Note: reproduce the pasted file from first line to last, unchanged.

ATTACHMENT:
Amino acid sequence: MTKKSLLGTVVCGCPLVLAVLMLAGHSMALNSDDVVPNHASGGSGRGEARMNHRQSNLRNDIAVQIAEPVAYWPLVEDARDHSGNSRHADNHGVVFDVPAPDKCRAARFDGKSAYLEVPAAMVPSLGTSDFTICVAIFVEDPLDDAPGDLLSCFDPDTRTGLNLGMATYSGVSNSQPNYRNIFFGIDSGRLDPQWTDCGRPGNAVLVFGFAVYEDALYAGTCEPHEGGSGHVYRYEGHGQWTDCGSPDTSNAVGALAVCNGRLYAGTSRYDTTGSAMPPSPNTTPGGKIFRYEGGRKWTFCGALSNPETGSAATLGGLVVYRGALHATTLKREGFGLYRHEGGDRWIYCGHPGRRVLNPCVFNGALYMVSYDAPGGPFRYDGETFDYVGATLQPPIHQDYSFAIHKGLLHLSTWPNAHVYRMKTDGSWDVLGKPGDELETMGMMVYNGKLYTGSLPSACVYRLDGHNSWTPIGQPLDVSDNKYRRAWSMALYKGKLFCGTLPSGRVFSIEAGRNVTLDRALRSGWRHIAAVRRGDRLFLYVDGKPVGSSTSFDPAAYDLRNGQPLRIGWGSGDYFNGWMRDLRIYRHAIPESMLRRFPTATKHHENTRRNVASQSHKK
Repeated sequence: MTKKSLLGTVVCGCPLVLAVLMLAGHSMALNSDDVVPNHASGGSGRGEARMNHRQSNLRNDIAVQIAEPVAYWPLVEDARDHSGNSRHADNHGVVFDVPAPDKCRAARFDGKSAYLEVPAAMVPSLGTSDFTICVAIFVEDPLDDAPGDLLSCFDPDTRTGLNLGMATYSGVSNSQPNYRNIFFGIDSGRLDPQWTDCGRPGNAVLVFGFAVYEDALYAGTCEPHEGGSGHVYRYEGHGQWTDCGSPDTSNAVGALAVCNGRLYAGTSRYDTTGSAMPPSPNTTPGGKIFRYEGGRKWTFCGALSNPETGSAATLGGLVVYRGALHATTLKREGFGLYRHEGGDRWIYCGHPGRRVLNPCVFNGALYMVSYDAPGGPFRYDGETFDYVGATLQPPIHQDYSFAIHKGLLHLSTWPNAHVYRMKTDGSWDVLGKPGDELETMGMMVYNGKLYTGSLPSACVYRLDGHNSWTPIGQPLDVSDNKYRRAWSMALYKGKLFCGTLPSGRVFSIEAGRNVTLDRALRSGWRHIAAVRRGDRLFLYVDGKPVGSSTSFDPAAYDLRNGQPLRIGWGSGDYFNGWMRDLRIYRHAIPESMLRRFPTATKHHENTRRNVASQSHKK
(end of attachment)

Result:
Amino acid sequence: MTKKSLLGTVVCGCPLVLAVLMLAGHSMALNSDDVVPNHASGGSGRGEARMNHRQSNLRNDIAVQIAEPVAYWPLVEDARDHSGNSRHADNHGVVFDVPAPDKCRAARFDGKSAYLEVPAAMVPSLGTSDFTICVAIFVEDPLDDAPGDLLSCFDPDTRTGLNLGMATYSGVSNSQPNYRNIFFGIDSGRLDPQWTDCGRPGNAVLVFGFAVYEDALYAGTCEPHEGGSGHVYRYEGHGQWTDCGSPDTSNAVGALAVCNGRLYAGTSRYDTTGSAMPPSPNTTPGGKIFRYEGGRKWTFCGALSNPETGSAATLGGLVVYRGALHATTLKREGFGLYRHEGGDRWIYCGHPGRRVLNPCVFNGALYMVSYDAPGGPFRYDGETFDYVGATLQPPIHQDYSFAIHKGLLHLSTWPNAHVYRMKTDGSWDVLGKPGDELETMGMMVYNGKLYTGSLPSACVYRLDGHNSWTPIGQPLDVSDNKYRRAWSMALYKGKLFCGTLPSGRVFSIEAGRNVTLDRALRSGWRHIAAVRRGDRLFLYVDGKPVGSSTSFDPAAYDLRNGQPLRIGWGSGDYFNGWMRDLRIYRHAIPESMLRRFPTATKHHENTRRNVASQSHKK
Repeated sequence: MTKKSLLGTVVCGCPLVLAVLMLAGHSMALNSDDVVPNHASGGSGRGEARMNHRQSNLRNDIAVQIAEPVAYWPLVEDARDHSGNSRHADNHGVVFDVPAPDKCRAARFDGKSAYLEVPAAMVPSLGTSDFTICVAIFVEDPLDDAPGDLLSCFDPDTRTGLNLGMATYSGVSNSQPNYRNIFFGIDSGRLDPQWTDCGRPGNAVLVFGFAVYEDALYAGTCEPHEGGSGHVYRYEGHGQWTDCGSPDTSNAVGALAVCNGRLYAGTSRYDTTGSAMPPSPNTTPGGKIFRYEGGRKWTFCGALSNPETGSAATLGGLVVYRGALHATTLKREGFGLYRHEGGDRWIYCGHPGRRVLNPCVFNGALYMVSYDAPGGPFRYDGETFDYVGATLQPPIHQDYSFAIHKGLLHLSTWPNAHVYRMKTDGSWDVLGKPGDELETMGMMVYNGKLYTGSLPSACVYRLDGHNSWTPIGQPLDVSDNKYRRAWSMALYKGKLFCGTLPSGRVFSIEAGRNVTLDRALRSGWRHIAAVRRGDRLFLYVDGKPVGSSTSFDPAAYDLRNGQPLRIGWGSGDYFNGWMRDLRIYRHAIPESMLRRFPTATKHHENTRRNVASQSHKK